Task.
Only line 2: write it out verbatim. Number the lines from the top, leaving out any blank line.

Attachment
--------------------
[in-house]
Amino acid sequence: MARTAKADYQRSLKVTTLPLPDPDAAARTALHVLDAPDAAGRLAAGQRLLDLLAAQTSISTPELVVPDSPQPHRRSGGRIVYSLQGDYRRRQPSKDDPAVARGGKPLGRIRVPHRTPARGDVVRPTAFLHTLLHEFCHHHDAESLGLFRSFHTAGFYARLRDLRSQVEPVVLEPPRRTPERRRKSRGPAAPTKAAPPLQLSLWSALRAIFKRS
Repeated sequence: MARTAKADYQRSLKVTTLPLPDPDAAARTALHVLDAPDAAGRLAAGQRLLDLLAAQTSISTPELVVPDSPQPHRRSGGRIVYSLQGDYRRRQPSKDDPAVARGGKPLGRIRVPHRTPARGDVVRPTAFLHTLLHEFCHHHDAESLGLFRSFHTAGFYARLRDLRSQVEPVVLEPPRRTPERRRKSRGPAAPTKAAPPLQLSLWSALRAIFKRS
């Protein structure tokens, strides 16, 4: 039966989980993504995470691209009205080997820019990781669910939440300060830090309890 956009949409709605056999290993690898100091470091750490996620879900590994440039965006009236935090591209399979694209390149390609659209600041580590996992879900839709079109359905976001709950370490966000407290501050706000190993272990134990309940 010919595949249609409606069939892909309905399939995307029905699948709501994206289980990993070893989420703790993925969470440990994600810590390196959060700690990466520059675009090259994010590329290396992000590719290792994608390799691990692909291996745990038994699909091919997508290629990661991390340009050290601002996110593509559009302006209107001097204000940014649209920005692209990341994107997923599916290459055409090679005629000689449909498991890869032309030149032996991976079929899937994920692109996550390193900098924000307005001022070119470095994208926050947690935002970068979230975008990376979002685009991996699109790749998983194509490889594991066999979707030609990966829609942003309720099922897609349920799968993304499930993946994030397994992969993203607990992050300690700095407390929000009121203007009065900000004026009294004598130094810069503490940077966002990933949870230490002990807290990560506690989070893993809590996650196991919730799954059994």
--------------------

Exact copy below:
Amino acid sequence: MARTAKADYQRSLKVTTLPLPDPDAAARTALHVLDAPDAAGRLAAGQRLLDLLAAQTSISTPELVVPDSPQPHRRSGGRIVYSLQGDYRRRQPSKDDPAVARGGKPLGRIRVPHRTPARGDVVRPTAFLHTLLHEFCHHHDAESLGLFRSFHTAGFYARLRDLRSQVEPVVLEPPRRTPERRRKSRGPAAPTKAAPPLQLSLWSALRAIFKRS